According to, approximately 4.4 million blog posts are published daily across all the blogging platforms. Considering this, it can seem daunting to come up with a new and unexplored title.

But it’s not. You can take some help from idea generating software or just do some brainstorming, and you’ll have a unique title easily enough.

Don’t Copy-Paste Content Directly

While writing blog posts, there can arise different ‌situations where you may need to take someone else’s words and use them in your content. 

However, there are some clean and legitimate ways of going about this (more of which we will discuss further on in this post).

For one, you can simply take the content and change its sentence structure. Mind you, paraphrasing is something different and we’re not discussing that right now.

By simply changing the sentence layout and arrangement, you can prevent it from being recognized as plagiarism. However, you should still clearly mention the name of the source.

For example, this is a sentence taken from Wikipedia:

“Plagiarism is the representation of another author’s language, thoughts, ideas, or expressions as one’s own original work.”

If you were to take this sentence and paste it into your content as it is, it would get recognized as plagiarism. 

However, if you were to alter the sentence structure and change it into something like this:

“The representation of another author’s thoughts, language, expressions, or ideas as one’s own original work is known as plagiarism.”

…then it will cease to be plagiarism. It should be noted that this does not fall within the category of paraphrasing as it does not involve altering the words and phrases of the text.

However, it has to be stressed that this should only be done where it becomes inevitable to borrow content from a source. The original source should also be necessarily mentioned.

Use Quotes

The method mentioned above can be used if the material that you want to copy can be subjected to changes and edits.

However, in situations where you need to take the exact words from a source, you’ll have to use quotation marks.

Whenever a writer wraps a sentence or paragraph in quotation marks, it is taken as an automatic indication that the particular content is not their own.

While it is fine to only put the (“”) marks around the copied text, it is better to style it in italics as well. That way, it becomes more noticeable…for example:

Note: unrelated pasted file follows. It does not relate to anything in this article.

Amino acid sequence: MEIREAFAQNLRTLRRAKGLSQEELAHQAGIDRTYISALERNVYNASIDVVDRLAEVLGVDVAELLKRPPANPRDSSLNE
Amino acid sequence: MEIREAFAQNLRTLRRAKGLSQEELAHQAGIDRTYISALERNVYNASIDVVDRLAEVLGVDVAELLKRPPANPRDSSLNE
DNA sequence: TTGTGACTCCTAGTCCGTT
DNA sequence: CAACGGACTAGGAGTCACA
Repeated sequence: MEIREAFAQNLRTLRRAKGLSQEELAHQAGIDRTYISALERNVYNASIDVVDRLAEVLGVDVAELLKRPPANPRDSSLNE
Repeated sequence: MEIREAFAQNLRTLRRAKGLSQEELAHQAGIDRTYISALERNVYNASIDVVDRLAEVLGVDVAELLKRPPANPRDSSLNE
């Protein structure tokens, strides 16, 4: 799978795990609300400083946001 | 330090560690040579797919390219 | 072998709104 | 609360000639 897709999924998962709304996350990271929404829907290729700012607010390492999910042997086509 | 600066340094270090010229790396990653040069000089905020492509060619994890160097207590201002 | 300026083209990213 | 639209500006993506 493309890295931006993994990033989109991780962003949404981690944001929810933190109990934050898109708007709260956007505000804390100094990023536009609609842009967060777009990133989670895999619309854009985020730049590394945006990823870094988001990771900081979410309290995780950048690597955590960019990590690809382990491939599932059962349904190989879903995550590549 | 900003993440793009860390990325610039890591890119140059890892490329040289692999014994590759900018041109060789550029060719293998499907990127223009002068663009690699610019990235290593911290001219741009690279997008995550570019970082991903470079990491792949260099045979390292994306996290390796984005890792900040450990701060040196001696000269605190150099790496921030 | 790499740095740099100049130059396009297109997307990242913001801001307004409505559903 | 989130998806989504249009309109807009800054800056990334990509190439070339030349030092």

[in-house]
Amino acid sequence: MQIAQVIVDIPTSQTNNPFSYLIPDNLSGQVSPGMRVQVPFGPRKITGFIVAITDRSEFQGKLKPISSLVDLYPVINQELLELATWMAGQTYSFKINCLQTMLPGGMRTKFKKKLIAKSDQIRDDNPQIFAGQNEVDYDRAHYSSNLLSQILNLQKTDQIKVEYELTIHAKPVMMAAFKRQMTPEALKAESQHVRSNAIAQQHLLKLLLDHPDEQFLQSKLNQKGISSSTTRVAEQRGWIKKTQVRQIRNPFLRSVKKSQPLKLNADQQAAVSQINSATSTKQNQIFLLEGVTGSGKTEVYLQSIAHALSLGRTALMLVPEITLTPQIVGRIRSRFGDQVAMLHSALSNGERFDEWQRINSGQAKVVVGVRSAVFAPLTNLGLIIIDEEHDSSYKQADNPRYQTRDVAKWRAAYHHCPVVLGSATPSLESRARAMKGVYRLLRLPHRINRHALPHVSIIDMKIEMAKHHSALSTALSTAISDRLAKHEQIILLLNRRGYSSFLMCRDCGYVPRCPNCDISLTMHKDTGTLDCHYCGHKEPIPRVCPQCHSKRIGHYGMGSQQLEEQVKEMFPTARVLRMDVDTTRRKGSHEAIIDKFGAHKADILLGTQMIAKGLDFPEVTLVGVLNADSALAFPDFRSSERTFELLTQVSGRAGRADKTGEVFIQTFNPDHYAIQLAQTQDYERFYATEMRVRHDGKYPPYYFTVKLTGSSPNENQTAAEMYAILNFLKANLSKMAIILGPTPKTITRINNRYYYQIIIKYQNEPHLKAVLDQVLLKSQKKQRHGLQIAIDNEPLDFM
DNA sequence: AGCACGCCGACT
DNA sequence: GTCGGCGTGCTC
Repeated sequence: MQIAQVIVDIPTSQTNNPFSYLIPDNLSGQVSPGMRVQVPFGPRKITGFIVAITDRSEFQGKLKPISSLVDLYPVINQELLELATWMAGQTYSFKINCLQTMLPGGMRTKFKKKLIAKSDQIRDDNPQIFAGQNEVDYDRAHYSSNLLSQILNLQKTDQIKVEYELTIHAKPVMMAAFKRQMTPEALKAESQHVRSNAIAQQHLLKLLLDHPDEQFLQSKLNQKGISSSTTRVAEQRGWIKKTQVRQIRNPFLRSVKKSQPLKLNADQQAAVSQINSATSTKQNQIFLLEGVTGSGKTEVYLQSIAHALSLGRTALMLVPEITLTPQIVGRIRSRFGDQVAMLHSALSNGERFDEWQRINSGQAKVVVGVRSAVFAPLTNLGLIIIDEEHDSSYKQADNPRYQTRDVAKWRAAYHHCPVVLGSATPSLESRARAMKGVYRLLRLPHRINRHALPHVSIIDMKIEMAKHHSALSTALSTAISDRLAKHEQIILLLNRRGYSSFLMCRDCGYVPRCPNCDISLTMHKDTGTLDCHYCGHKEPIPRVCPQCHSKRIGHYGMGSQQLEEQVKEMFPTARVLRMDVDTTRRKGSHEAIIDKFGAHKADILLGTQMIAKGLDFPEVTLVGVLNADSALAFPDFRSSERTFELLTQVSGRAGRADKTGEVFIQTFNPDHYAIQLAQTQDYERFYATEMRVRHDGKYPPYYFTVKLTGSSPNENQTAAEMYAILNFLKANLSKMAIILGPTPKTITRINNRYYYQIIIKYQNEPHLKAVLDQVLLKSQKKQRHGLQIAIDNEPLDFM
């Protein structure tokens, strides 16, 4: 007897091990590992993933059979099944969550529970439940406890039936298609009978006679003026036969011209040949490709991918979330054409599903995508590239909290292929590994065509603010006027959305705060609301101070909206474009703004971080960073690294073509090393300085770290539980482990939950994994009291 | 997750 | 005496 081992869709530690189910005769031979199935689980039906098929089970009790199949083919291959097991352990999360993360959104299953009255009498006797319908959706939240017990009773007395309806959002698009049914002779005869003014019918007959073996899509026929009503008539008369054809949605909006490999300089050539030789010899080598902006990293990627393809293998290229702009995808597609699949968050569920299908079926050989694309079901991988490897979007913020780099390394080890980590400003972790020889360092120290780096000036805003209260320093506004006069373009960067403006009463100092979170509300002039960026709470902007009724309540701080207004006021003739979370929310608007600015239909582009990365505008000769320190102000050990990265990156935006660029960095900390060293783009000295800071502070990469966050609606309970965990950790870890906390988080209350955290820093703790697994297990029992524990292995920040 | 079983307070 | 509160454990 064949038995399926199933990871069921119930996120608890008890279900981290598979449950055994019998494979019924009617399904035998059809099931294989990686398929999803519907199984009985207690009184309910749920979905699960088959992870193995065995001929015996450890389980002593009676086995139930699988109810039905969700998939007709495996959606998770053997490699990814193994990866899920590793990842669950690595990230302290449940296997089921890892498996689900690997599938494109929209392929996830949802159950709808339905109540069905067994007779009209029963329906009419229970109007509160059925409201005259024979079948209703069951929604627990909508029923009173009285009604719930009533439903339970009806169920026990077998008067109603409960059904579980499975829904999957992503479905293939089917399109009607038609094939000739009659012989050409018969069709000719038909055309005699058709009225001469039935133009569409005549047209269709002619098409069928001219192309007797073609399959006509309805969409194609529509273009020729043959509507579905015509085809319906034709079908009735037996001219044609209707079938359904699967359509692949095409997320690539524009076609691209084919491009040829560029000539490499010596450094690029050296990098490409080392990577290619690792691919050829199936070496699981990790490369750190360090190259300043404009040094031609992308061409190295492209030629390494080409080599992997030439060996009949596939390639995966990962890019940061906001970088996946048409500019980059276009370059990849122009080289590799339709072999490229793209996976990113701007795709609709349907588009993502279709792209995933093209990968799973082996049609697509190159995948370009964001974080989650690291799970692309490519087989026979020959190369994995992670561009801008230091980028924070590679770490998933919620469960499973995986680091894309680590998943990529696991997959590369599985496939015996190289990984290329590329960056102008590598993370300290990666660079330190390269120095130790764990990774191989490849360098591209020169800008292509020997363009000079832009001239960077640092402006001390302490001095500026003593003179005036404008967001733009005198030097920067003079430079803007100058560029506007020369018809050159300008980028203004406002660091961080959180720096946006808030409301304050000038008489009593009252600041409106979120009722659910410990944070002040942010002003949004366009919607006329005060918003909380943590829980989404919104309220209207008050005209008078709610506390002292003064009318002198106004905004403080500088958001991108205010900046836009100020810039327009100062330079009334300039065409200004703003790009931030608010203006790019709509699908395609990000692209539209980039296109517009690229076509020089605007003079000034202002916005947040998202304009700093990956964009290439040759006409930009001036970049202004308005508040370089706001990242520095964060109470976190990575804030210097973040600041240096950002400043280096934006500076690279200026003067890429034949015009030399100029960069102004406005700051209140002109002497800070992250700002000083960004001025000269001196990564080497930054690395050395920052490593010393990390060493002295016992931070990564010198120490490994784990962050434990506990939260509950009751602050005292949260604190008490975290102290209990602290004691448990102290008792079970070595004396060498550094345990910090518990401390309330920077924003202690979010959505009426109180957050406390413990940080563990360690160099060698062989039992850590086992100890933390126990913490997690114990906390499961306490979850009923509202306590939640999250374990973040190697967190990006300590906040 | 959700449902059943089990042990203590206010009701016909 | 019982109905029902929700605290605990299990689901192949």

This is just some sample text.

Develop Your Own Style

As we mentioned in the first step of this list, you should spread out your research on multiple sources so that you don’t accidentally start mimicking the style of a particular one.

But, merely avoiding someone else’s writing style is not enough. You must develop your own MO so that there is no danger of accidentally copying someone else.

When it comes to writing styles, things like transition words, bucket-brigade terms, and crutch phrases make them all different. You should try to come up with your own openers and conclusion phrases rather than resorting to clichés.

Use Hyperlinks

Hyperlinks can be useful in situations where you want to cite a source without mentioning its exact name. You can add a hyperlink to a general term or phrase.

For example, you can just write ‘According to so-and-so research’ and then add a hyperlink to the word ‘research’. Similarly, you can write ‘As per this study’ and then hyperlink the word ‘study’.

Another benefit of adding hyperlinks is that they help to improve the SEO of your website. We won’t go into a lot of details about that aspect. 

We’re just mentioning it here because, after all, we are talking to bloggers.

A useful tip mentioned by Problogger was to add a hyperlink before ‘the fold’. The ‘fold’ refers to the part of the webpage where the readers have to scroll down.

According to Problogger, online users spend 80% of their time looking at information and data given ‘before the fold’.

Use Plagiarism Checkers

Even after you take all the necessary steps for avoiding plagiarism in your writing, it can still sneak in some way or the other. To detect and eliminate this type of inevitable plagiarism, you can take the help of a free plagiarism checker.